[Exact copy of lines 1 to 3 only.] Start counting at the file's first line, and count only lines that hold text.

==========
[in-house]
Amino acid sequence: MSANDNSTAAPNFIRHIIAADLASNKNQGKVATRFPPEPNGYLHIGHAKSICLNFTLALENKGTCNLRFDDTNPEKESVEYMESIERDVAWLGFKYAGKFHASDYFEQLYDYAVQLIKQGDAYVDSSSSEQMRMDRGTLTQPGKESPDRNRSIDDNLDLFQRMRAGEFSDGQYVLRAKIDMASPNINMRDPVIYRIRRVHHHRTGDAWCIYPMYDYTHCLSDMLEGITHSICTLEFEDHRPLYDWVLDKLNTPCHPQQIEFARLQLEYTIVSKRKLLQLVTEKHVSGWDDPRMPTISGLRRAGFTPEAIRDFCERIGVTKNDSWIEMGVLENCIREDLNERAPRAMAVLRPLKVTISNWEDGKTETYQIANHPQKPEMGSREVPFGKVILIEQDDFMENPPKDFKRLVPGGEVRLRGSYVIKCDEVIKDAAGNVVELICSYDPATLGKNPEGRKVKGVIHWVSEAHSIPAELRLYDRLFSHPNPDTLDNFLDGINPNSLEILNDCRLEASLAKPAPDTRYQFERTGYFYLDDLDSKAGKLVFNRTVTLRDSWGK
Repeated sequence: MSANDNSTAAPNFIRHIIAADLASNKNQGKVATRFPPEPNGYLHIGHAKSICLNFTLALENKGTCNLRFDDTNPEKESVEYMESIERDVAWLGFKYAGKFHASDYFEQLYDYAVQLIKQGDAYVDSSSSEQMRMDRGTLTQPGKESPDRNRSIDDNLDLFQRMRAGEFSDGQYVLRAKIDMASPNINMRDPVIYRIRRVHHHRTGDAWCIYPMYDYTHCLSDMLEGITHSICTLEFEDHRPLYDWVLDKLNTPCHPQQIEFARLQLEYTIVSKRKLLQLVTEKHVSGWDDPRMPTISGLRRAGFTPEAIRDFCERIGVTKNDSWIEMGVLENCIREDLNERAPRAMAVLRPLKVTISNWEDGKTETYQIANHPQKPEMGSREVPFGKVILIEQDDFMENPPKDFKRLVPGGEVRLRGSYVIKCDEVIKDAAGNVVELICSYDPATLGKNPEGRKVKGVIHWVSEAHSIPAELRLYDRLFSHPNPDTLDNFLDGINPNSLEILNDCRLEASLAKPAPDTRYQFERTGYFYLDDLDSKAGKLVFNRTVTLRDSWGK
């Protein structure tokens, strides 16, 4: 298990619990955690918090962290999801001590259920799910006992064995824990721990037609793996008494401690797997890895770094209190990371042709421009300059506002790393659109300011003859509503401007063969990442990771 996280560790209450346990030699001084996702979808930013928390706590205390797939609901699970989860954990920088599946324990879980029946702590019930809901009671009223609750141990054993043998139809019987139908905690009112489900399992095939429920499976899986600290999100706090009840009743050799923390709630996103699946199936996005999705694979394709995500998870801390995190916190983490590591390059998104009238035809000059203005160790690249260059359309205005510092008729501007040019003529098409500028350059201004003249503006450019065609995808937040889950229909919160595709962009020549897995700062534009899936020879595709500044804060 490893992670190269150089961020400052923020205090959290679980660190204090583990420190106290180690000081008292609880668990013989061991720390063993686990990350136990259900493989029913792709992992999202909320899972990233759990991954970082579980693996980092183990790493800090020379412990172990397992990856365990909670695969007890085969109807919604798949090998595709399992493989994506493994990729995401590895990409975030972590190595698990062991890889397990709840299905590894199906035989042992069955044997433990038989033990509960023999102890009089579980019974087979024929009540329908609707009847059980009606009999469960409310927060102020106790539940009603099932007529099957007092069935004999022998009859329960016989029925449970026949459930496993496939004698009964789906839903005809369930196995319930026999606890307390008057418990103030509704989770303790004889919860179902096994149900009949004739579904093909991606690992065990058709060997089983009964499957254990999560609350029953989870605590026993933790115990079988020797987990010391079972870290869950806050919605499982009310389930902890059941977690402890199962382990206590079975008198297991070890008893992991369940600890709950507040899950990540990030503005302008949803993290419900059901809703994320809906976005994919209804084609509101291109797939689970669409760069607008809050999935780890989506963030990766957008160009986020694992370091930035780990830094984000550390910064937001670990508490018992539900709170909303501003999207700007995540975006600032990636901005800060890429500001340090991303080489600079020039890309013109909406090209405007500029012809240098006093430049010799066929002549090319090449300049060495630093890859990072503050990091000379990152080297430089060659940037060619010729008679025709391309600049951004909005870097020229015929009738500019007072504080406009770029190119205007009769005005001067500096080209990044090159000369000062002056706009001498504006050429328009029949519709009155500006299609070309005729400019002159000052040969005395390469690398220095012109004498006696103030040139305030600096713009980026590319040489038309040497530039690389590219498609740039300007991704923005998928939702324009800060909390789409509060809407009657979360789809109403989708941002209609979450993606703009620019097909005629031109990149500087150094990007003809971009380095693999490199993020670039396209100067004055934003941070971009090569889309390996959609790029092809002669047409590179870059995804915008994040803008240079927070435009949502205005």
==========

[in-house]
Amino acid sequence: MSANDNSTAAPNFIRHIIAADLASNKNQGKVATRFPPEPNGYLHIGHAKSICLNFTLALENKGTCNLRFDDTNPEKESVEYMESIERDVAWLGFKYAGKFHASDYFEQLYDYAVQLIKQGDAYVDSSSSEQMRMDRGTLTQPGKESPDRNRSIDDNLDLFQRMRAGEFSDGQYVLRAKIDMASPNINMRDPVIYRIRRVHHHRTGDAWCIYPMYDYTHCLSDMLEGITHSICTLEFEDHRPLYDWVLDKLNTPCHPQQIEFARLQLEYTIVSKRKLLQLVTEKHVSGWDDPRMPTISGLRRAGFTPEAIRDFCERIGVTKNDSWIEMGVLENCIREDLNERAPRAMAVLRPLKVTISNWEDGKTETYQIANHPQKPEMGSREVPFGKVILIEQDDFMENPPKDFKRLVPGGEVRLRGSYVIKCDEVIKDAAGNVVELICSYDPATLGKNPEGRKVKGVIHWVSEAHSIPAELRLYDRLFSHPNPDTLDNFLDGINPNSLEILNDCRLEASLAKPAPDTRYQFERTGYFYLDDLDSKAGKLVFNRTVTLRDSWGK
Repeated sequence: MSANDNSTAAPNFIRHIIAADLASNKNQGKVATRFPPEPNGYLHIGHAKSICLNFTLALENKGTCNLRFDDTNPEKESVEYMESIERDVAWLGFKYAGKFHASDYFEQLYDYAVQLIKQGDAYVDSSSSEQMRMDRGTLTQPGKESPDRNRSIDDNLDLFQRMRAGEFSDGQYVLRAKIDMASPNINMRDPVIYRIRRVHHHRTGDAWCIYPMYDYTHCLSDMLEGITHSICTLEFEDHRPLYDWVLDKLNTPCHPQQIEFARLQLEYTIVSKRKLLQLVTEKHVSGWDDPRMPTISGLRRAGFTPEAIRDFCERIGVTKNDSWIEMGVLENCIREDLNERAPRAMAVLRPLKVTISNWEDGKTETYQIANHPQKPEMGSREVPFGKVILIEQDDFMENPPKDFKRLVPGGEVRLRGSYVIKCDEVIKDAAGNVVELICSYDPATLGKNPEGRKVKGVIHWVSEAHSIPAELRLYDRLFSHPNPDTLDNFLDGINPNSLEILNDCRLEASLAKPAPDTRYQFERTGYFYLDDLDSKAGKLVFNRTVTLRDSWGK